I haven't listened to the audio version of this book but I have listened to several other Jacky Faber books and listeners will get a special treat in narrator Katherine Kellgren (one of my favorites). Not only is her voice perfect for the character of Jacky Faber but she sings beautifully and has gone to the trouble of learning the tunes that accompany all of the song lyrics in the book. For those interested in learning the tunes to these songs, the author maintains a page with links to YouTube versions of the songs he mentions at Jacky Faber's website.

The review copy of this book was obtained from the publisher via the Amazon Vine Program.
2 of 2 people found the following review helpful
3.0 out of 5 stars Wasting Time Marking Time 6 Sep 2013
By fredtownward - Published on
Format:Hardcover|Vine Customer Review of Free Product (What's this?)
It cannot be considered a good sign that this is only my third Jacky Faber book, and I am already growing weary of her antics. The previous two books The Wake of the Lorelei Lee: Being an Account of the Further Adventures of Jacky Faber, on Her Way to Botany Bay and The Mark of the Golden Dragon: Being an Account of the Further Adventures of Jacky Faber, Jewel of the East, Vexation of the West, which were only ones in the series I'd read so far, were something of an oddity, containing as they did Jacky's only adventures in Asia. This book gets Jacky back to her old stomping grounds in Napoleonic era Europe,...

and manages to make it tedious even for a newbie.

First, there is Jacky's peculiar attitude toward war. Like virtually every book, especially children's book, written since WWI, this novel cannot be accused of glorifying war. If anything, it wallows in the opposite direction, a reasonable viewpoint to hold because however glorious the cause you are fighting for, the fighting, killing, and dying almost never is. However, Jacky takes this even further, to the point of taking a sledgehammer to readers, even to the point of unintentional hilarity.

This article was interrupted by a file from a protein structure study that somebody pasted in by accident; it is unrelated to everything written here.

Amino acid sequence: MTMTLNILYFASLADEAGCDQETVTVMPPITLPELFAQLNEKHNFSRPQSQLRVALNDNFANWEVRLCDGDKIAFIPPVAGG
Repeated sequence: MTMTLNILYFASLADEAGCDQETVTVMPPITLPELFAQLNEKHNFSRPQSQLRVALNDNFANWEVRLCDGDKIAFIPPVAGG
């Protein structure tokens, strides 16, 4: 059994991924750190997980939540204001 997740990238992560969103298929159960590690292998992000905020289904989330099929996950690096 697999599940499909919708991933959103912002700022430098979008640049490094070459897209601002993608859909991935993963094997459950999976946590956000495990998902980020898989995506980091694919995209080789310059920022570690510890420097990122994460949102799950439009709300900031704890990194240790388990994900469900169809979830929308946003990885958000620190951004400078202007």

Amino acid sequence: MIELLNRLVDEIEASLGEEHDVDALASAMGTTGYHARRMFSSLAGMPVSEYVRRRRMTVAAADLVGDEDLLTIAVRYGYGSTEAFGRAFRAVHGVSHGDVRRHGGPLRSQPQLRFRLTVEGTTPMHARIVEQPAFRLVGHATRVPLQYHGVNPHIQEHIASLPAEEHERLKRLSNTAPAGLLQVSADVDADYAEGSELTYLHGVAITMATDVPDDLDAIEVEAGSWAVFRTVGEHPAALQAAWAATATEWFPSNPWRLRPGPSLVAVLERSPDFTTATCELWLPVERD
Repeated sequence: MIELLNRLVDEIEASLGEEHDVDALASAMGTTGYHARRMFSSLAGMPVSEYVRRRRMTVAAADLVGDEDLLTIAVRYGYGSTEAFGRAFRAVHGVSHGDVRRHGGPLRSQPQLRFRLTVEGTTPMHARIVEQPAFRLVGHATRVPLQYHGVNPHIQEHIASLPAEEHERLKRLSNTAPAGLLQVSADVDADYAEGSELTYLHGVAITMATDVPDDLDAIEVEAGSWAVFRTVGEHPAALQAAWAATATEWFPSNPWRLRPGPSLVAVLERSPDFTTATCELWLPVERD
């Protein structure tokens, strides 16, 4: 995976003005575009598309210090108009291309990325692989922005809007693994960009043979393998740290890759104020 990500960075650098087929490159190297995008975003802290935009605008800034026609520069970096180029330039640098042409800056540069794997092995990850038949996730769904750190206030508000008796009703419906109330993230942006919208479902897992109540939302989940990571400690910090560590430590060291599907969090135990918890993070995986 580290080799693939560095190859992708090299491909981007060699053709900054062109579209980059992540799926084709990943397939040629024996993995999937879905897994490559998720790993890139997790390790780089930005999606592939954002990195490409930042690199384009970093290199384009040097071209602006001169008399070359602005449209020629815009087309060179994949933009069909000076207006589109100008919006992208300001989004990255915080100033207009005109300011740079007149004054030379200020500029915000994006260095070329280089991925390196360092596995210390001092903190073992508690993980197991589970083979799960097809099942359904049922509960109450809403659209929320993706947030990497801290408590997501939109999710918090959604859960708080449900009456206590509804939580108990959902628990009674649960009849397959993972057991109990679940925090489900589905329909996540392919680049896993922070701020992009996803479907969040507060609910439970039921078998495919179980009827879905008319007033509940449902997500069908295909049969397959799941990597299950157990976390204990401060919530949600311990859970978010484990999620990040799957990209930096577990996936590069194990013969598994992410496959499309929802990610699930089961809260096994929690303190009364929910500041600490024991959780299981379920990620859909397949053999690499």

During the battle of Vimeiro, Jacky disobeys orders in order to fight alongside one of her never ending supply of suitors but then inexplicably spends the rest of the battle (her part of it anyway), "aiming low, hoping to wound, rather than kill," something she also claims to do during other battles in the book.

The abject stupidity of this is worth reflecting upon at some length. First, she is using smooth bore cap and ball pistols, not modern firearms and not even a Kentucky rifle. "Aiming to wound" is simply beyond the capabilities of her weapons at anything other than point blank range. What's more, given the large size of the pistol balls, the primitive status of battlefield medicine in this era, and her doing the opposite of what the panicky, green, or simply tired soldier tends to do, which is miss by shooting high, what she is really doing is piling up French bodies at a greater rate than most soldiers on the battlefield with her, and IMHO author L. A. Meyer earns no credit for being deceptive about this.

Second, Jacky's increasingly ridiculous off battlefield antics after she is separated from her military escort: meeting, posing (nude of course) for, and studying with, the famous artist Francisco Goya, meeting King Joseph (Napoleon's brother), running with the bulls (even riding one!), experimenting with hallucinogenic mushrooms, being captured and tortured by the Spanish Inquisition, hiding out with Gypsies (more accurately, Romani People), etc., all the while kissing, fondling, and doing almost everything short of sex with more than half a dozen suitors while allegedly pining for her Jaimy, truly grates this time. Part of the trouble might be the absence of her supporting cast of friends and suitors for most of the book; Jacky alone grows tiresome more quickly. Surprisingly, for once I found myself more interested in the adventures of Jacky's long suffering "one true love", Jaimy Fletcher, who spends his time away from her (of course) more constructively, learning martial arts and playing slap and tickle with only three girls.

I'm obligated to read and review Boston Jacky: Being an Account of the Further Adventures of Jacky Faber, Taking Care of Business, but barring some unexpected uptick in the quality of the writing, I will gladly take my leave of this increasingly tiresome character and her repetitive antics.